Facing 2024 elections, GOP strategists have come to understand the widespread anger spurred by their opposition to letting women control their own bodies. The issue is galvanizing voters, so Republicans want to seek a new name for the pro-life movement. Democrats, if they are wise, won’t let them get away with it. A rose by any other name would smell as sweet, wrote Shakespeare in Romeo and Juliet. And Republican pro-life policies will stink just as much if the GOP changes its terminology.
Some 20 states have passed laws buoying up abortion access. But abortion is now banned in 14 states, with no exceptions for rape and incest in 11. Other states have imposed increasingly narrow time frames within which abortion may be available. In some situations, that time frame kicks in before a woman may know she is pregnant. Some GOP candidates for President and Congress have said they support a federal ban on abortion, which is even more extreme than the Supreme Court’s Dobbs decision.
The horrors these laws are inflicting defy description. A 13-year-old Mississippi child was raped and forced to carry the baby to term because her family couldn’t afford to get her to Chicago, the closest place abortion was available. The new mom is a seventh grader. A 10-year-old Ohio rape victim went to Indiana to get an abortion. Indiana’s attorney general claimed the doctor involved should be punished, and the Indiana Medical Licensing Board reprimanded and fined the physician. A National Right to Life attorney insisted the little girl would have benefited from having borne the baby and should have been forced to carry the baby to term. Meanwhile, ob-gyns handling high-risk pregnancies in red states are reportedly closing their practices, creating reproductive health care deserts in their wake. Texas law requires a pregnant woman whose fetus is no longer viable to carry the dead fetus to term. Need I go on?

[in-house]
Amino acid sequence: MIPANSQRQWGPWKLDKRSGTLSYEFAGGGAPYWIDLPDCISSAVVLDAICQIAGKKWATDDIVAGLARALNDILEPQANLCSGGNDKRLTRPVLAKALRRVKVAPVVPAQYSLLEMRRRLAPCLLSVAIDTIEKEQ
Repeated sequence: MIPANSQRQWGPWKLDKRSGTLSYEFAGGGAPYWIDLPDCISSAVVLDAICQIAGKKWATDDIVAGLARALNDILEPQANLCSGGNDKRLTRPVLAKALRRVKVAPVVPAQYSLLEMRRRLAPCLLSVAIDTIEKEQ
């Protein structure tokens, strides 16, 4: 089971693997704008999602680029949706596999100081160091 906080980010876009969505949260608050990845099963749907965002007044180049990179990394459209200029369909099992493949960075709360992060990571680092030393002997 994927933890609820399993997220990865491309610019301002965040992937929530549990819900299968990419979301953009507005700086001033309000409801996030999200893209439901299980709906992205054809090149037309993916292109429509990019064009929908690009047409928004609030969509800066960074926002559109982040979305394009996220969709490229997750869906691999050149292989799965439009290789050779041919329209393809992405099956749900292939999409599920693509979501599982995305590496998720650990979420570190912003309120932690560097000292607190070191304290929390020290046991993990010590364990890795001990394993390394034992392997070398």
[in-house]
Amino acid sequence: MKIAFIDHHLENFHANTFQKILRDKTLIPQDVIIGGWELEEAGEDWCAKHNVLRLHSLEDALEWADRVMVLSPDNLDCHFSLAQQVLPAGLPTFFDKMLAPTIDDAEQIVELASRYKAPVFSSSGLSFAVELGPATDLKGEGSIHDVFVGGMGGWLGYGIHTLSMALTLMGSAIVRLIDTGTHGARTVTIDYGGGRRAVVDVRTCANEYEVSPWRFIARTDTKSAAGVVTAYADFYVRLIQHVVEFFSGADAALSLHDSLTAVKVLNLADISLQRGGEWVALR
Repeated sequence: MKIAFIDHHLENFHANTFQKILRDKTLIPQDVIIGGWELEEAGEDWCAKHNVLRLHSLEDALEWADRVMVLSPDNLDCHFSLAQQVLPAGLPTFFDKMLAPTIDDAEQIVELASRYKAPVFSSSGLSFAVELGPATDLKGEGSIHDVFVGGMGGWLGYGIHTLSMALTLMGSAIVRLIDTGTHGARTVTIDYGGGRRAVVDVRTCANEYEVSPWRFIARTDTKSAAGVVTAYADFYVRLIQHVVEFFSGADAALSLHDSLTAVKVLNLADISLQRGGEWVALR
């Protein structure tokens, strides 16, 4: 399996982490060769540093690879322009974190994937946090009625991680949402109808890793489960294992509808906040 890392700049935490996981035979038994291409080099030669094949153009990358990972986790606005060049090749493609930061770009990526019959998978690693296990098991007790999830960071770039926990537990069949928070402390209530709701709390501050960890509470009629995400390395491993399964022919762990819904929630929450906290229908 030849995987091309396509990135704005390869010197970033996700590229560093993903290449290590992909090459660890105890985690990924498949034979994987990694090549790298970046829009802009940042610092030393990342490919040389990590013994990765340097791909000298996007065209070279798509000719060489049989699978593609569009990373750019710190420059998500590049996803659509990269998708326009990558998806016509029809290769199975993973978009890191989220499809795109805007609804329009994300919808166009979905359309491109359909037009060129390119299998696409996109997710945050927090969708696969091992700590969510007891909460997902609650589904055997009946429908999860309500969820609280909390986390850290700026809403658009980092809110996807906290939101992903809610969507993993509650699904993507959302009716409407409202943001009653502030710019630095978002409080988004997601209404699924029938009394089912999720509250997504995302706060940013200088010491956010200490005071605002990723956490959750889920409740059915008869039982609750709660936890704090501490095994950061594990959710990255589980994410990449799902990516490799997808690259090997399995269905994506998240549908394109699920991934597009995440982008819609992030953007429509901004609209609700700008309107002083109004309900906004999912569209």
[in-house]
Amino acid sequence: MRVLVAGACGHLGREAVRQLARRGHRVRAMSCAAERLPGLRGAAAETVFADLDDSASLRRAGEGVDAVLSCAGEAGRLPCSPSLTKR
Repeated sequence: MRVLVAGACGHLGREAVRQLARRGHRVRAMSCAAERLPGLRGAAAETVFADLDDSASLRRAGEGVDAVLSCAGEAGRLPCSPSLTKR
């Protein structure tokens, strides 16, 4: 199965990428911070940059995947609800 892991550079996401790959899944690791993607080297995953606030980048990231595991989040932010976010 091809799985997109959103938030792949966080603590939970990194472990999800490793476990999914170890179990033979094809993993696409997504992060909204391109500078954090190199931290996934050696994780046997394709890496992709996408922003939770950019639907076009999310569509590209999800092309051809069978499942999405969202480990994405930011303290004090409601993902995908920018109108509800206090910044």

Polls have consistently shown that over 60 percent of voters oppose the Supreme Court decision to overturn Roe v. Wade. That rises to as much as 80 percent among female voters aged 18-49, those obviously of child-bearing age. They are the ones who have the most at stake in the Republican efforts to deprive them of the right to make their own health care decisions and control their own bodies.
For 30+ years, right-wing groups have spent billions shaping the language of the political debate. Framing their cause as ” Pro-Life,” they’ve claimed the moral high ground, denouncing “pro-choice” advocates as uncaring proponents of abortion on demand.
The so-called “pro-life” movement unctuously asserts it takes to heart the best interests of mother and child. Now some supporters urge calling their cause “pro baby.” But their acolytes in Congress regularly vote against increasing money for day care, child nutritional programs, early childhood education and more. All of which reminds us of the immortal words of a former Massachusetts 4th district Congressman, who famously observed of the pro-life movement, that “from their perspective, life begins at conception and ends at birth.”
If anxious Republican pols and campaign strategists want to rebrand their position with honesty, I suggest they rename their anti-choice measures “forced pregnancy” laws. And it’s long overdue for the news media to change their style books accordingly.